I'm fascinated by Cracker Barrel, the exit-ramp staple celebrating its 40th anniversary this year. It's not just the restaurant's artery-thwarting Old Timer's Breakfast or that confounding "peg" game. I'm obsessed with the Barrel's "country" store, stuffed as it is with old-timey treats (mmm, horehound candy, sounds delicious), antiquated road games (Wooly Willy and his beard of magnet shavings) and racks of God-fearing music: Dolly Parton, Alabama, etc. You could scoff at the Barrel's rocking chairs, jingoistic tchotchkes and 37 biscuits with every meal. But as we slog through a recession, the Barrel, according to Forbes, is thriving, mainly by choosing yesterday over today. The chain just signed a deal with Alan Jackson. Along with his music — featured on the Barrel's own music label — you can buy his hats, skillets and candles that presumably smell like Alan Jackson. A Barrel-produced Montgomery Gentry disc went top five on Billboard! So let's dedicate a few songs to the Barrel . . . as it takes over the world.

1 From the Fryin' Pan,

Ricky Van Shelton

2 Route 66,

Chuck Berry

3 Keep on the Sunny Side, June Carter Cash

4 Old Man,

Randy Newman

5 Rubber Biscuit,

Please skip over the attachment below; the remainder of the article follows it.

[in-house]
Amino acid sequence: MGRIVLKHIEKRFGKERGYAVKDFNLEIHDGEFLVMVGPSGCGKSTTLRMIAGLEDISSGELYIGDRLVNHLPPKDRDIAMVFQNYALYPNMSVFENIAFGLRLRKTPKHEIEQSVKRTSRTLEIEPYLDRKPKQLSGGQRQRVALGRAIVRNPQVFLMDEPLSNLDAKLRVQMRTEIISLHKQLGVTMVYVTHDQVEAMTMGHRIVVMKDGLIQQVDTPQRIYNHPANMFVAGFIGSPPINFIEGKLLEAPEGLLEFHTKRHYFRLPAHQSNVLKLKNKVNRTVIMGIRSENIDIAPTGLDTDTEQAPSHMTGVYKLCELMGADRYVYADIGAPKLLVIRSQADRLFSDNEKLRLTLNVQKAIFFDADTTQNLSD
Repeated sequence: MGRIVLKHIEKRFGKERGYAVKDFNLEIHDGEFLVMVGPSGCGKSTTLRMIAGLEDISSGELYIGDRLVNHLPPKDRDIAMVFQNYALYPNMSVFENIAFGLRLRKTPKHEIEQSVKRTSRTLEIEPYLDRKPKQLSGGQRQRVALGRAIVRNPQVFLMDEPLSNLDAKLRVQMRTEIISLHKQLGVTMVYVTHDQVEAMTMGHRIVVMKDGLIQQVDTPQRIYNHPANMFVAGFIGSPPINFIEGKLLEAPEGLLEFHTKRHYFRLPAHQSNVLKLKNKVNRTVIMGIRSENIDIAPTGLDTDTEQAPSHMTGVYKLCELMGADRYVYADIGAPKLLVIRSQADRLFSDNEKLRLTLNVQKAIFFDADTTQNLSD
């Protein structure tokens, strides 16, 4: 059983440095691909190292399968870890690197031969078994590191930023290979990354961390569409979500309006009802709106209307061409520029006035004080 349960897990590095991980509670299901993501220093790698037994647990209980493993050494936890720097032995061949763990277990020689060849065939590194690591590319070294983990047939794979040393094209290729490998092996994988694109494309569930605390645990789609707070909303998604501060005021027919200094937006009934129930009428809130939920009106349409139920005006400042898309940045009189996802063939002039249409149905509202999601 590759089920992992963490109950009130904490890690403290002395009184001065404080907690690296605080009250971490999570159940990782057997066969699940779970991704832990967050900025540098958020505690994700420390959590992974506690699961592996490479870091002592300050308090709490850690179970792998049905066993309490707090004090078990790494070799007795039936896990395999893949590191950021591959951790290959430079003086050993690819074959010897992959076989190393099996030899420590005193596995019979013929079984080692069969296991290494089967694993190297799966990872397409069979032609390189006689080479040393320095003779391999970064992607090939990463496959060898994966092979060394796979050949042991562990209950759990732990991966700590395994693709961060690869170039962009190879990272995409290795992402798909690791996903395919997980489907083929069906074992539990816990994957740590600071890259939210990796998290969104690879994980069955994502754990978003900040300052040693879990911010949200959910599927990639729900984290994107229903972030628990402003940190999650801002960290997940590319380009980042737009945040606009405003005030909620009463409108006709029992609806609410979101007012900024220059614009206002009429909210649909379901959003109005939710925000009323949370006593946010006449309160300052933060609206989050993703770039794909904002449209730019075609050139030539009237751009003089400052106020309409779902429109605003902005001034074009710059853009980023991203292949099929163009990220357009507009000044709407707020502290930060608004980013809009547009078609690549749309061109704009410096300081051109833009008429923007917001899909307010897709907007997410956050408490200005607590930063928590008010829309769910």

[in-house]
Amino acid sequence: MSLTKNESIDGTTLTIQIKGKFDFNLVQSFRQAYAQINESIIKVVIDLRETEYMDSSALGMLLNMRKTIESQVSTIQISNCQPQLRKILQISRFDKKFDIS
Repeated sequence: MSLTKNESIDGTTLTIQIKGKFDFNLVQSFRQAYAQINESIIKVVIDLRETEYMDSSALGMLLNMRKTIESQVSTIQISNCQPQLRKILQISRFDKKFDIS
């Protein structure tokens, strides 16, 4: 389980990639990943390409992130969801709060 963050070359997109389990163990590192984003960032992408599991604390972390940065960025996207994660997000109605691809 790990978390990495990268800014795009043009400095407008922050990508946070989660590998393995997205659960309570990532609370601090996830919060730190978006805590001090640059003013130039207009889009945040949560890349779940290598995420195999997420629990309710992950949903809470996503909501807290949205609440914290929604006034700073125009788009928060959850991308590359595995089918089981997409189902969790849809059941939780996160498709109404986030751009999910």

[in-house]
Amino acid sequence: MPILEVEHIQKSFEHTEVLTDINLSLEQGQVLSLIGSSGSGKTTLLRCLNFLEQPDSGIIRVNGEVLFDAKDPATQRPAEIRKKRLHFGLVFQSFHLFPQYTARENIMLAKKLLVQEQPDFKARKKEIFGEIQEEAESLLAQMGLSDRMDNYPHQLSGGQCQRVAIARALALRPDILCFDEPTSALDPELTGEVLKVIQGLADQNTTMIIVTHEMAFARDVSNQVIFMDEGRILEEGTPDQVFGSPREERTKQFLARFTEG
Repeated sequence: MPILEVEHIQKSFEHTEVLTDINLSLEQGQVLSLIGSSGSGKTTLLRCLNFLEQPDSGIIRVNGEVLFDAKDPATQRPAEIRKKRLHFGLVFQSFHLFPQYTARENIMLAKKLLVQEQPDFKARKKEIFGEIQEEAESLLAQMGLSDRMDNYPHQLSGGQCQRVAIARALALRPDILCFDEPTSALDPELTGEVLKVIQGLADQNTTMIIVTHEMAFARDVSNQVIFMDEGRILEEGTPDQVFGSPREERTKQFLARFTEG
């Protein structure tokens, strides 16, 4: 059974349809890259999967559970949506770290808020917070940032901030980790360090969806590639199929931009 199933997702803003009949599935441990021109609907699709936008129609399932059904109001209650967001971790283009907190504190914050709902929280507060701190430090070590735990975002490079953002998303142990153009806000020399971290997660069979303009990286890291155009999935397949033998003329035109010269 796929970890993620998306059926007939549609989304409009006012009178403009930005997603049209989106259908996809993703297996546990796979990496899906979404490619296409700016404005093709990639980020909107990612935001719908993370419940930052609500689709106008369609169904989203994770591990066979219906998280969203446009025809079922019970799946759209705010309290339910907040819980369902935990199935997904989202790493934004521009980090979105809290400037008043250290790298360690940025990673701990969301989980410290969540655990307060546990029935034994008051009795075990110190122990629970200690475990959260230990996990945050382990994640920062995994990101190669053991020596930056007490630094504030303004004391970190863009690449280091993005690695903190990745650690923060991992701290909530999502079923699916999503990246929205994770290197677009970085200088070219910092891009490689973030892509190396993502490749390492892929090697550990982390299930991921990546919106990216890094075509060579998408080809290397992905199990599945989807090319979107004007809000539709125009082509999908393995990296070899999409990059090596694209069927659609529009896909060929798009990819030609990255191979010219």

the Blues Brothers

6 Eggs and Sausage,

Tom Waits

7 Keep It Greasy,

Frank Zappa

8Heart Attack,

Olivia Newton-John

9 Back in Time, Huey Lewis and the News

10 Breakfast in America, Supertramp


Lea Michele,

Kristen Chenoweth

Album: Glee: Vol. I


In stores: Now

Chorus lines: I'm not allowed to criticize Glee in my house. If I utter one churlish thing about Fox's geek-chorus dramedy — for instance, its delicate balance of surreality and reality will be impossible to maintain (plus that phantom pregnancy plot line is lame) — I'm immediately banished somewhere dark, cold and without cable. But hey, this is my column, so just try and stop me. This new soundtrack compiles 17 of the show's reimagined pop hits. (A second volume will be released in December.) Without the visuals, the music isn't nearly as fun. And although Lea Michele (who plays overachiever Rachel) can sing for sure, Cory Monteith (Finn) is even more digitally pitch-tuned than you thought. (Can't Fight This Feeling — yikes.) Too many songs (No Air, for instance) are presented without any Glee-ifying; that's called karaoke, folks. But when he's inspired, producer-arranger Adam Anders, who cut his teeth on the High School Musical franchise, blends amateur-hour enthusiasm and drama-club exuberance to delirious effect. The sunbursting vocals on Journey's Don't Stop Believin' have helped that cover version sell more than 500,000 copies. A downright religious reworking of Queen's Somebody to Love is even better. And bad-boy Puck's Sweet Caroline and teacher Will's Gold Digger have sweet, nerdly appeal.

Reminds us of: After a two-week layoff, Glee is back on Wednesday. I hope my family lets me watch. I'll be good . . . for the most part.

Download these: Don't Stop Believin', Somebody to Love, Sweet Caroline

Grade: B-

Hey, grownups: Crank up these cartoon tunes 11/07/09 [Last modified: Saturday, November 7, 2009 3:31am]
Photo reprints | Article reprints

© 2017 Tampa Bay Times


Join the discussion: Click to view comments, add yours